Tagged: Easements

NJ Municipality’s Implied Acceptance of a Private Lane as a Public Road Requires Actions Consistent with Ownership or Evidencing Intent to Treat the Lane as Dedicated to Public Use

The New Jersey Appellate Division recently affirmed the Chancery Division’s determination that a municipality only impliedly accepts a private lane as a public road if it takes actions consistent with ownership or that otherwise evidence an intent to treat the land as dedicated to public use. In Holloway v. McManus, et al., an unpublished decision, an applicant sought to subdivide his property, which had access solely by way of a 25 foot wide unimproved dirt and gravel lane running across the McManus defendants’ land, into 13 residential lots. In connection with this application, the applicant requested the Township of Jackson provide permanent access to the property by declaring the unimproved lane a public road. The unimproved lane was depicted on a number of public documents, including: (i) a 1974 survey, which showed the path as a 10 to 12 foot “sand road”; (ii) the Township’s tax maps, which indicated the lane was a 25 foot “utility access easement”; and (iii) a 2002 subdivision map, submitted to the Township by another non-party development, which showed the path as a 25 foot “dirt and gravel utility access easement to be dedicated to [the] Township,” which was referenced in the legal description of the McManus defendants’ deed to their property. Nearby landowners, including the McManus defendants, objected to...

From Ink to Occupancy – Part Three: Land Use Due Diligence – The Title Myth

As the third installment in the series, “From Ink to Occupancy, A Game Plan for a Successful Real Estate Project,” stemming from the Gibbons Women’s Initiative Seminar Series held in May, this blog addresses the question of whether title review alone is sufficient for purposes of ascertaining what restrictions are in place for a property being acquired. The simple answer is NO. All too often commercial buyers anxious to close on a property take shortcuts and limit their due diligence to title review as opposed to conducting land use due diligence. This blog explains why, particularly in New Jersey, it is critical to conduct land use and zoning due diligence in addition to title review prior to the acquisition of a property, so that you can be fully aware of any potential restrictions impacting the property.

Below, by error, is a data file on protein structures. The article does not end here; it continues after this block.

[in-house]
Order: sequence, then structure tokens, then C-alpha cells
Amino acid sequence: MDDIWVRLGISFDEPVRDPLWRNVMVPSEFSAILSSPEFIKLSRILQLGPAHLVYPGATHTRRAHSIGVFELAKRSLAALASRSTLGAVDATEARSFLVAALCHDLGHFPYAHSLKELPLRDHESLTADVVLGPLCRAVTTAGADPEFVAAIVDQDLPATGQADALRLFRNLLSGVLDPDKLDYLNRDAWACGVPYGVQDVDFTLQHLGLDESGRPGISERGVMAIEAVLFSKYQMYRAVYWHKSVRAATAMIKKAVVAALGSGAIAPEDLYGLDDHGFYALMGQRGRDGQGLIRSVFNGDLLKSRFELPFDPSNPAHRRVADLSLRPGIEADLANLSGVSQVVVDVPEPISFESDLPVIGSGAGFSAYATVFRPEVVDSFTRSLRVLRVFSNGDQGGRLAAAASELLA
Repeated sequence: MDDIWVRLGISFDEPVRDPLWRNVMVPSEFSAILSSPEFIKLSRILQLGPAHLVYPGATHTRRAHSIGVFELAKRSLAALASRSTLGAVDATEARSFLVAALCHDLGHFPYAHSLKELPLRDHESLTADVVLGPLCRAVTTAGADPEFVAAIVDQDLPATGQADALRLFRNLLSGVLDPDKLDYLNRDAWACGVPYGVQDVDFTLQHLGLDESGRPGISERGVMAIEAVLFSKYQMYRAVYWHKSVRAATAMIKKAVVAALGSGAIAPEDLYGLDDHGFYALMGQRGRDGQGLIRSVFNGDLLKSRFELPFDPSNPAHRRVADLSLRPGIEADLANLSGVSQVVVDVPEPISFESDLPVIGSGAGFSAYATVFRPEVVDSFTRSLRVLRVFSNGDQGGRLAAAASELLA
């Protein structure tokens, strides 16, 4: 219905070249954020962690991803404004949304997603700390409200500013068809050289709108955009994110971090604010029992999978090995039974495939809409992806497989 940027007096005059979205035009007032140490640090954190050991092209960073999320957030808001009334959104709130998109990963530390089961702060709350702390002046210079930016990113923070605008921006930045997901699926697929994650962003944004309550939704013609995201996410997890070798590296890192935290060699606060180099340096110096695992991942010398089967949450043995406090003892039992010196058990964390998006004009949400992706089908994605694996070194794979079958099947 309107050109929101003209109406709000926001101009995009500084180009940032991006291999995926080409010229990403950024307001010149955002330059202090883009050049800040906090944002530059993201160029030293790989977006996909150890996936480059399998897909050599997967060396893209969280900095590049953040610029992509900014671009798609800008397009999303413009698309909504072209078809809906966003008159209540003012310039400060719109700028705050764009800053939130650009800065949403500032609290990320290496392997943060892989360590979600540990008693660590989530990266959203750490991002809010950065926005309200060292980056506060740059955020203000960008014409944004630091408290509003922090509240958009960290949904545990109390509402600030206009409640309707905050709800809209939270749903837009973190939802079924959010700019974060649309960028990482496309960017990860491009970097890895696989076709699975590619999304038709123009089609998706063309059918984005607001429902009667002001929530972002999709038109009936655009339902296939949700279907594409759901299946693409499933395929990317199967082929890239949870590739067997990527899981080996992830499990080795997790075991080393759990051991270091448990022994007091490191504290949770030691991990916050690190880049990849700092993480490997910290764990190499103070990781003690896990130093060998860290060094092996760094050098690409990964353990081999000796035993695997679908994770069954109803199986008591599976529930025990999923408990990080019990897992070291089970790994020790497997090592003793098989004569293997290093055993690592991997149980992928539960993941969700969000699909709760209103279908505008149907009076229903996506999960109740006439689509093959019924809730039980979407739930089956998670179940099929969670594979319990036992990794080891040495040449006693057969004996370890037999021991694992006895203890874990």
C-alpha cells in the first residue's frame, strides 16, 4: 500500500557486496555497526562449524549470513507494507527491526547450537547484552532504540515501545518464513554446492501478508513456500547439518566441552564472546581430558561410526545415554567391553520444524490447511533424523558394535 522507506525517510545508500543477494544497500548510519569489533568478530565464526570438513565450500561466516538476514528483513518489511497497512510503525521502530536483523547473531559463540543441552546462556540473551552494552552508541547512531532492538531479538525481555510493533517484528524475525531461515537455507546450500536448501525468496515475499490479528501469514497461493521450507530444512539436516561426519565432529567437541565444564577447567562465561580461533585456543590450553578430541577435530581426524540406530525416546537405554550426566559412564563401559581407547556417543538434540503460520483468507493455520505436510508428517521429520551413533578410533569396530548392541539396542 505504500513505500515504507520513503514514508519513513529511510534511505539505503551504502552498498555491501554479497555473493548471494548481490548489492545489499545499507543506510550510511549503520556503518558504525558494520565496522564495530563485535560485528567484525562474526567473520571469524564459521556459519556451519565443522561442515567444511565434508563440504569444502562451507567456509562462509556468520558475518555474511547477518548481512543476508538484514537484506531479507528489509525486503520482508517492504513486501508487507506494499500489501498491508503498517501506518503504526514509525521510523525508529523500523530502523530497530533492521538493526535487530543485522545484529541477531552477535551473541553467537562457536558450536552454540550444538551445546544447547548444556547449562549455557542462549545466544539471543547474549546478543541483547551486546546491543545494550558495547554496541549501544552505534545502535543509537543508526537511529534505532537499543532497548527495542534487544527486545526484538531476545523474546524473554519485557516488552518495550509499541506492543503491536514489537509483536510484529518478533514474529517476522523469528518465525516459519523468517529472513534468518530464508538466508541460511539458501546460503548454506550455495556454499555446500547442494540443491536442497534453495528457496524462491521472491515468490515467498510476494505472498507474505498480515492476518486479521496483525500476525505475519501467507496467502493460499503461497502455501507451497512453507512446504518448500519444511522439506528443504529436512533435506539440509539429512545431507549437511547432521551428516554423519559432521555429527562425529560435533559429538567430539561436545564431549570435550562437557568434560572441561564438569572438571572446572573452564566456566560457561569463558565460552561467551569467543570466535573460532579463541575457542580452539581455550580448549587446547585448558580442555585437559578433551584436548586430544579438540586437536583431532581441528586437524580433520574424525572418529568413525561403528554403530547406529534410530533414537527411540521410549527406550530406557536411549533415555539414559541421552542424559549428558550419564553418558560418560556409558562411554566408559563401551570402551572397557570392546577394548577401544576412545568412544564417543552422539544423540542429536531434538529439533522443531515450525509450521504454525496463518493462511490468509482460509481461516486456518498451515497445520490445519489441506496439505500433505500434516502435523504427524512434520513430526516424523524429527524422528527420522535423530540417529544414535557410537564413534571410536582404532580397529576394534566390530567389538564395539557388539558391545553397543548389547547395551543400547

New Jersey Releases Sensible Lease Process for State Lands

On August 18, 2011, DEP Commissioner Bob Martin and DOT Commissioner James Simpson released a set of guidelines to revamp and apply consistency to New Jersey’s land leasing process for State Lands. A panel of ten State Agencies was convened to analyze the current lease policies and compile a Lease Valuation Report that offers recommendations on leases for Tidelands; Linear Corridor Projects (other than Tidelands); Publicly Bid, Market-Based and Nominal Fee leases; Telecommunications Towers and Antennas, Aquaculture, and leases Related to Transportation Corridors. The guidelines will be adopted by all State agencies, with most of the guidelines implemented immediately.

How to Avoid “Sun-block” – New Jersey’s Solar Easements Act

As more and more business owners and homeowners in New Jersey take advantage of the incentives available to build and maintain solar energy systems and solar panels, it’s important that such investments be protected from unwanted disputes with neighbors. A little known New Jersey statute may be able to help. Recent statistics on New Jersey’s Clean Energy Program website indicate that New Jersey is the fastest growing market for solar power in the United States, and has the largest number of solar panel installations, second only to California, where neighborly disputes over trees blocking solar panels, solar panels impairing views, causing glare and other general nuisance claims are becoming more and more common.